Mr Gladstone said he considered this a very satisfactory letter, and went on to urge further efforts in the same direction. Everybody, he said, knew him for a stalwart Freetrader. It was his wish tijat the products of the whole world should find their way to the tables of laboring people of this country without let or hindrance. He then continues :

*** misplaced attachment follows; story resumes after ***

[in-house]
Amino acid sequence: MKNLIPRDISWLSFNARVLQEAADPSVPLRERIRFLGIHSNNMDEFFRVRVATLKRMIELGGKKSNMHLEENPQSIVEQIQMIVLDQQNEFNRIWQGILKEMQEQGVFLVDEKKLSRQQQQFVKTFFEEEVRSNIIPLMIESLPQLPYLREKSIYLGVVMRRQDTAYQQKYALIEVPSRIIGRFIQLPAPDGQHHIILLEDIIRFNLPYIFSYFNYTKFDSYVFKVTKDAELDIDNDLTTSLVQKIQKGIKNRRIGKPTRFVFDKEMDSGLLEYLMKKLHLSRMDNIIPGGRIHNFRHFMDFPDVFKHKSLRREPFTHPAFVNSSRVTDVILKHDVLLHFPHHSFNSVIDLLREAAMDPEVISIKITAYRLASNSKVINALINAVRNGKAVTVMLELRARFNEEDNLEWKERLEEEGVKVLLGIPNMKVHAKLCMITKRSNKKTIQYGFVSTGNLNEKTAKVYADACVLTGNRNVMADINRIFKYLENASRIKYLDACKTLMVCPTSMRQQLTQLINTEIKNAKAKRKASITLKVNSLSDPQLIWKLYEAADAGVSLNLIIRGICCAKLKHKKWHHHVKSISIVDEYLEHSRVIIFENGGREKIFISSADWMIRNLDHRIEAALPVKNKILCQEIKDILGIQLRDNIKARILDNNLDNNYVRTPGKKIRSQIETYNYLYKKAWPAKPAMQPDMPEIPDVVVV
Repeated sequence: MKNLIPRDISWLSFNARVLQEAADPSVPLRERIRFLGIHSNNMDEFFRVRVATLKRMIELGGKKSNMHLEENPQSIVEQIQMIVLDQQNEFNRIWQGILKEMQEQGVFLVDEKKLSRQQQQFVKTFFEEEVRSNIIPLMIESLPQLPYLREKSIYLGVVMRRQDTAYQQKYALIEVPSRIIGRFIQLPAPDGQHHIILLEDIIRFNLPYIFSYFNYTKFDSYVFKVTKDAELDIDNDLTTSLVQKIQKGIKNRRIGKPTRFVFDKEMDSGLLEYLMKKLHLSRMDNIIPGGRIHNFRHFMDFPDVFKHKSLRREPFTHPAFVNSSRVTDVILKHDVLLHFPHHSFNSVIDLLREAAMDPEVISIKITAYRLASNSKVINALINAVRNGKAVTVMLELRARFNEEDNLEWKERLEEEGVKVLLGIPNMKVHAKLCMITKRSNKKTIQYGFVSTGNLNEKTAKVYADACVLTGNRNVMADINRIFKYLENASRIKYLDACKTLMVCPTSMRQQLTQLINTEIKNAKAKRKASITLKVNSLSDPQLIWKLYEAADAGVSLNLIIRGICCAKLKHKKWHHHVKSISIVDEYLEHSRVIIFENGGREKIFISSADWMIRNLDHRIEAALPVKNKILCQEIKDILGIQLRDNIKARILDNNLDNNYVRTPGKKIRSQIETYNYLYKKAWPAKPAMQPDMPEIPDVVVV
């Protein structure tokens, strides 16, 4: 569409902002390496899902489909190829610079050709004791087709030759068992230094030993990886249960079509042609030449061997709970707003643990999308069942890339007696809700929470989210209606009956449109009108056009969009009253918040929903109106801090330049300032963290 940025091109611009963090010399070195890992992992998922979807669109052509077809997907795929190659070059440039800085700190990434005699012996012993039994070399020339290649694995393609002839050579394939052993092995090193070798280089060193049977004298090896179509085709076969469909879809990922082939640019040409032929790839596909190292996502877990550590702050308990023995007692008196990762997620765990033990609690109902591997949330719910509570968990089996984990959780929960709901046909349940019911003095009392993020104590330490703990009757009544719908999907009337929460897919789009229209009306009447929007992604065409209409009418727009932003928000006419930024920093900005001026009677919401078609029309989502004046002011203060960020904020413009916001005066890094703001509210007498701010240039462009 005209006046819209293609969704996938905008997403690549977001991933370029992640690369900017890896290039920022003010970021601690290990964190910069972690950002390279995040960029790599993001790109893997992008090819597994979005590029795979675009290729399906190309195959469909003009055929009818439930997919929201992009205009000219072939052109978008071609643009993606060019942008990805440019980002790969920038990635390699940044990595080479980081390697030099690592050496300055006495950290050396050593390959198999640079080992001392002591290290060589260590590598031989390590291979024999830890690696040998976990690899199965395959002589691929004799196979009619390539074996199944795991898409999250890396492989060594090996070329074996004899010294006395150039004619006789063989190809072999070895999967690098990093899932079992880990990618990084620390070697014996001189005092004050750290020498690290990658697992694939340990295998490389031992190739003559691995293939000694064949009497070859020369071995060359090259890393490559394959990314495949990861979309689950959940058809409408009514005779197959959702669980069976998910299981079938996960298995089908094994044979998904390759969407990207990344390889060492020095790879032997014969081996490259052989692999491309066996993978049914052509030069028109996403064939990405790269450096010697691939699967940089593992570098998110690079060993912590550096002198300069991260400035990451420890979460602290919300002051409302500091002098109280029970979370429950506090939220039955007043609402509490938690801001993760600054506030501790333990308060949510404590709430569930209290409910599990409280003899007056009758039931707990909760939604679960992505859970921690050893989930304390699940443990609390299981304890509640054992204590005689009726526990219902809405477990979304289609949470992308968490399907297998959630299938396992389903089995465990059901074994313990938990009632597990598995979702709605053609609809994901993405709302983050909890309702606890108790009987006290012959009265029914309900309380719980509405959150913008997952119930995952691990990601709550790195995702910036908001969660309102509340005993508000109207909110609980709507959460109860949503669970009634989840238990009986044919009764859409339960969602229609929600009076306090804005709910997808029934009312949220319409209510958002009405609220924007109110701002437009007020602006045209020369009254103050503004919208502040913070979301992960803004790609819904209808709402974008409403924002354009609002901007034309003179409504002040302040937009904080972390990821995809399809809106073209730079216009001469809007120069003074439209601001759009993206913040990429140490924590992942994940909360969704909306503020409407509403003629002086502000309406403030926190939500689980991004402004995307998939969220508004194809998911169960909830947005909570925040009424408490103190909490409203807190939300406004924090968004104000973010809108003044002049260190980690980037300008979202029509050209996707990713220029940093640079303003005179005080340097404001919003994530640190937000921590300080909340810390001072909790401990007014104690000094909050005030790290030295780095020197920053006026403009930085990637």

But though I hope that no delusions and no quackery will-ever.induce the Legislature of this country to go back on the happy experience it has witnessed, yet if any of those products can he better raised at home I delight in it. If they can be raised better and cheaper here I rejoice in it and sometimes when I find that 1,200,01:0,000 eggs are laid all over Europe in order to be imported into England, I cannot help thinking it would be a very good thing if five or six hundred millions of those eggs were laid at home, because you may depend on this: that the nearer the egg is laid to the place where it is consumed the better it will be. 1 do not believe that the cgg-producing in this country is half exhausted, ur, in point of fact, is exercised, and therefore whiie I rejoice that the foreigner is allowed to supply the English! man, yet I say the more the Englishman can grow that cheap food at home-that cheap food ami the accessories of food, such as are the objects of this horticultural meeting to promote-the better am I pleased. -MURDER>D OX .IUBILRE XIGIIT. The arrival from Bombay of Mrs Averst, widow of the luckless young lieutenant who was murdered whilst returning from Lord Sandhurst’s reception at Poona on Jubilee night, and of Surgeon-captain Beveridge and his wife, who were with them on the fatal occasion, throws some light on what has been up to now a dark mystery. The trouble, it is evident, arose out of the drastic measures Dr Beveridge had to adopt to stem the terrible plague which has been ravaging India in general and Bombay in particular. These were bitterly resented by the Natives and denounced by the reptile native Press which urged vengeance in the clearest terms. The assassination of Lieutenant Ayerat was, however, without doubt a mistake. The man aimed at was Dr Beveridge, and he only escaped through the murderer’s blundering. On his arrival at Plymouth on Saturday the doctor gave Reuter’s man. the following account of the tragedies of Jubilee night:— Even in the light of subsequent events, many of the incidents of the Jubilee night in Poona are still shrouded in mystery. That there was a deeplaid plot against certain Europeans no one (even among prominent Natives) doubts. What was its precise scope we do not now know. Whether it was resentment at sanitary measures, or was timed to take place on Jubilee Day for political reasons, it is difficult to say; but that the mysterious movement was directly instigated by certain prominent Natives and by the Native Press of Poona. I, for one, feel certain. Lord Sandhurst’s official reception commenced at a quarter to ten. It was held in Government House at Ganesh Khind, about three miles out of the city, and reached by a dark and lonely road, with here and there a few empty bungalows. Everybody in Poona was at the reception. In addition to the officials and their wives there was a large gathering of prominent Natives. It was specially noticed by those driving to the reception that there was an immense number of Natives along the road. Seeing that there was a Jubilee illumination in Poona itself this was a matter of comment, and people going to the reception expressed their surprise and wonder what could be the reason. Nothing of a specially noteworthy character happened at the reception, which was a brilliant success. About midnight Lieutenant Owen Lewis, who assisted me in the work of segregation, Mr Band,, Lieutenant Ayerst, and' myself were chatting in the supper room, and a few minutes afterwards my wife and I left. I noticed that in the porch of Government House and along the sides of the carriage drive leading to the main road there were even at this late hour a great many Natives. It is necessary here to say that it is absolutely certain that Lieutenant Ayerst’s murder was the result of a mistake. He was never in any way connected with the plague measures, nor could he have been a source of irritation to the Natives, as he was employed in the Commissariat Department in the discharge of purely military duties. Mr Rand, however, as chairman of the Plague Committee, was constantly the object of insult by the Native Press, and according to subsequent Native report the plot was directed against Sir Rand and a doctor. Others said that in addition to Sir Rand Lieutenant Owen Lewis was in danger If my life was threatened my escape was purely the result of an accident. Instead of driving off from the porch of Government House, my wife and myself, finding that our carriage had already left walked a short distance and picked it up some way from the house. Our carriage, which was a closed oue, reached Poona without incident. Mr Rand left the reception some little time after I did. Ho drove alone, and was immediately followed by Lieutenant and Mrs Ayerst. As I was in the habit of driving just after Mr Rand when on our plague work, and as Mrs Ayerst, both in height and dress, bore considerable resemblance to my wife, the inference is clear. At this point continued Dr Beveridge, I cannot do better th-ii tell you the story of the -murders as narrated to me by Mrs Ayerst.